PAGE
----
The Kickstarter Blog

Backer Becomes Creator: Trevor Charles Makes A Graphic Novel

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Before launching his own, Trevor Charles backed over 35 other projects, largely in categories that reflected the landscape of his personal interests: design, comics, and graphic novels. It wasn't long before he had amassed a tidy collection of books, an acknowledged addiction to paging through the Comics category, and a growing urge to replicate the narrative that, as an attentive backer, he had seen unfold over and over again: artists creating new and exciting things alongside a community of dedicated fans. 

"After seeing that it was possible, and that my dream might not be that crazy or far-fetched after all, it was only a matter of time before I got the idea fixated in my head that I COULD and WOULD do this," Charles explained via email. And he did, launching a project to fund the production of his sci-fi graphic novel, Sea Breeze Lane, on September 6. Based on a short story that he published in college, the plot centers around a colony of moon-dwelling humans at some point hundreds of years in the future, and a member of their most elite society who is striving to uncover the truth about his world. 

Having hit the Back This Project button on numerous project pages prior, Charles welcomed the flipside of the experience — hitting Launch. "It's nerve-wracking thinking about whether or not it's going to be successful, but it's an amazing feeling to see that people believe in you and want your project to be successful as much as you do," he says. "I felt pretty nervous, excited, happy, hopeful, anxious, and loved, to say the least."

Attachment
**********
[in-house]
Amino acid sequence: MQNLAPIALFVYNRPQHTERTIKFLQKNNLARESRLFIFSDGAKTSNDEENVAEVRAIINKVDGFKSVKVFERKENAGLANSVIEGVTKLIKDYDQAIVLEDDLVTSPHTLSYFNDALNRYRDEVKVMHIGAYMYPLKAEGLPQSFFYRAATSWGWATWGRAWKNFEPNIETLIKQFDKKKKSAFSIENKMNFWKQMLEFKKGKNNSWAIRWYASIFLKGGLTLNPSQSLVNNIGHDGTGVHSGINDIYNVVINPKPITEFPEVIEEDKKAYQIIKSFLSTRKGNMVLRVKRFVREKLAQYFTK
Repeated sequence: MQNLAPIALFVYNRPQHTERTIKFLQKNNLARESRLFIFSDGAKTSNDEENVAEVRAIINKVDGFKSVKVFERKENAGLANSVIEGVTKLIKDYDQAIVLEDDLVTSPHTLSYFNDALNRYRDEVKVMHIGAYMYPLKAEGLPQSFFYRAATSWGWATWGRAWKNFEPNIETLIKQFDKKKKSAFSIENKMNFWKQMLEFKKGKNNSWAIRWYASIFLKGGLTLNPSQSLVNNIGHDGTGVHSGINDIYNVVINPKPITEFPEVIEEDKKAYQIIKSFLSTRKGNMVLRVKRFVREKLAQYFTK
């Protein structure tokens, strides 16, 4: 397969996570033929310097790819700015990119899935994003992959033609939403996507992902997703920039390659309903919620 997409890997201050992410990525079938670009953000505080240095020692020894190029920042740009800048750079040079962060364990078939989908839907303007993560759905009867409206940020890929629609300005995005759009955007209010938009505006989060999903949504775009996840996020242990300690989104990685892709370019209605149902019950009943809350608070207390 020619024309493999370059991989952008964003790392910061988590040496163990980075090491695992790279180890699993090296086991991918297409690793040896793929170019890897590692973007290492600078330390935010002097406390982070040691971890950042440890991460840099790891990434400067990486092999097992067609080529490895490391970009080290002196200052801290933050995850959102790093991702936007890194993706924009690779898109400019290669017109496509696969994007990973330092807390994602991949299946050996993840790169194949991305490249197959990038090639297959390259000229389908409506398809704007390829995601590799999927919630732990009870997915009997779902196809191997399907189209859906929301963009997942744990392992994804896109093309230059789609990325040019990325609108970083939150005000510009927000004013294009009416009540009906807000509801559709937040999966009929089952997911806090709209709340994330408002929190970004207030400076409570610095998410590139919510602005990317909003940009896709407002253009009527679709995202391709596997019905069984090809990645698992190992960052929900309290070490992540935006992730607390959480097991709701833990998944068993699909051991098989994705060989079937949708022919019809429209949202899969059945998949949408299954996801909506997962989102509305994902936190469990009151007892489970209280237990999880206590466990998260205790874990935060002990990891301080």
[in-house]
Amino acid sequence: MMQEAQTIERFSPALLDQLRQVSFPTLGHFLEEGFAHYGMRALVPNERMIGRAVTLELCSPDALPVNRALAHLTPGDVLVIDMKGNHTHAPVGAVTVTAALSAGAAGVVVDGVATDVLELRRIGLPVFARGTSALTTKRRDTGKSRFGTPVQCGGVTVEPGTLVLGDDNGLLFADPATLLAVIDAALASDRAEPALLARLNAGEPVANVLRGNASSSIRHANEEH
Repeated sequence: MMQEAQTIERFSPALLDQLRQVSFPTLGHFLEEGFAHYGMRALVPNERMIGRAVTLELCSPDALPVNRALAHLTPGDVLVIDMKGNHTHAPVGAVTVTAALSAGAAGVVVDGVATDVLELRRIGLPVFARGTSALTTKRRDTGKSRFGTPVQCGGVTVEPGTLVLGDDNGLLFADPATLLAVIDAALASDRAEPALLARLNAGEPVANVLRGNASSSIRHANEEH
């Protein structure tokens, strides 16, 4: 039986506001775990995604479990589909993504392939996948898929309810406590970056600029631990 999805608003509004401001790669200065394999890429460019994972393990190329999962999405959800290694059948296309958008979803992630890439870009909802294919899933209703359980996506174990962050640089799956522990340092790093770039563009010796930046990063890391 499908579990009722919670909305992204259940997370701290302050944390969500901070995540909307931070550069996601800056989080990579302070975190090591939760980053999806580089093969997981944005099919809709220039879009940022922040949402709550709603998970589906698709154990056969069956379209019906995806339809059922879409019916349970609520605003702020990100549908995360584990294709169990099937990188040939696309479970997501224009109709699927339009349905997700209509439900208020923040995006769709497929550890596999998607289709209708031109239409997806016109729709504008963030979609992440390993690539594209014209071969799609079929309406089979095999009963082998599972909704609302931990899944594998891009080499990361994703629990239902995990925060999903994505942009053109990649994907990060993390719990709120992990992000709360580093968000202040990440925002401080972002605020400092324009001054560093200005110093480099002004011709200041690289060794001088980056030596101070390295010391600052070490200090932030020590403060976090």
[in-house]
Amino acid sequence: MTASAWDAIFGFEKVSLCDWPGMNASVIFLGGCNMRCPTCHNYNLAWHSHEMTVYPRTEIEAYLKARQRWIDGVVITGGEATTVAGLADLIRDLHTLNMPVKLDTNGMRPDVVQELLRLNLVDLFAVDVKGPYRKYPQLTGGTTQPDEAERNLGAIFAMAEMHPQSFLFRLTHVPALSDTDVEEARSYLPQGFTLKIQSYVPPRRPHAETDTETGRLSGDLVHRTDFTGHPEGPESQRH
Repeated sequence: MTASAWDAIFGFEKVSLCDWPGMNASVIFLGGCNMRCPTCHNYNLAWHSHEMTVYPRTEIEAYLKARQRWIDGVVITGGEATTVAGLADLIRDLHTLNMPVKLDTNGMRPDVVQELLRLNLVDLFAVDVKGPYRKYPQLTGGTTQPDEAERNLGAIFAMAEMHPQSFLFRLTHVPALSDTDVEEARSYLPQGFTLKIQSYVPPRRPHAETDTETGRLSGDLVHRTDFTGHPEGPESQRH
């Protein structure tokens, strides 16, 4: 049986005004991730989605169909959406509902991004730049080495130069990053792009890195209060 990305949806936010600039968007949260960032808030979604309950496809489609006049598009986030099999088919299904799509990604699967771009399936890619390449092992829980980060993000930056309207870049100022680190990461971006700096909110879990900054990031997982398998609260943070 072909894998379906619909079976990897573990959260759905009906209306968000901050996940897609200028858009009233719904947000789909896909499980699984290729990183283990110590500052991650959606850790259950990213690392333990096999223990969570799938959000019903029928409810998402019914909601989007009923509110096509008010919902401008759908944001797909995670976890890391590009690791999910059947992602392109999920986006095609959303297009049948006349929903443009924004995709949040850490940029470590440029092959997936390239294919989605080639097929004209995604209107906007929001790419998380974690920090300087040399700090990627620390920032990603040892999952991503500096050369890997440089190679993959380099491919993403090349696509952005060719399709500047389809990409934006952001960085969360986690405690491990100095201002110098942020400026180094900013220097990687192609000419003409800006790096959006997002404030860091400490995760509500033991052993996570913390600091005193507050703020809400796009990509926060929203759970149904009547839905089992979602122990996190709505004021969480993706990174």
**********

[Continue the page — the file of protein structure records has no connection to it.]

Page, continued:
When crafting his own project, he was careful to apply the body of knowledge he'd gained from spending so much time on the other side of the page. Recollecting the recurring traits he'd found compelling in other people's projects, he spun them to be applicable to his own: "I had learned that giving people their money's worth was vital. Everybody loves stackable rewards. Also, quality updates are key, so people continue to stay engaged and feel like you are keeping them in the loop."

Nearing the halfway point of his project duration, as well as the halfway point of his funding goal, it's exciting to see what Charles' has learned taking shape. Check out his project page for more here. And be sure to keep an eye out for his upcoming appearance at New York's Comic Con.

Comments

    1. Kssplit.small

      Creator Mike Prasad on September 22, 2012

      Great article! I can definitely say moving from a backer to creator is a very different experience! That said, the insight I got as a backer of over 330 projects absolutely helped my Hawaii Bitters project reach it's goal and then go on to double it. I think (and recommend) all prospective creators should consider backing 3 to 5 projects before starting their own. If only to curate a sense of value and validation that must be demonstrated to succeed.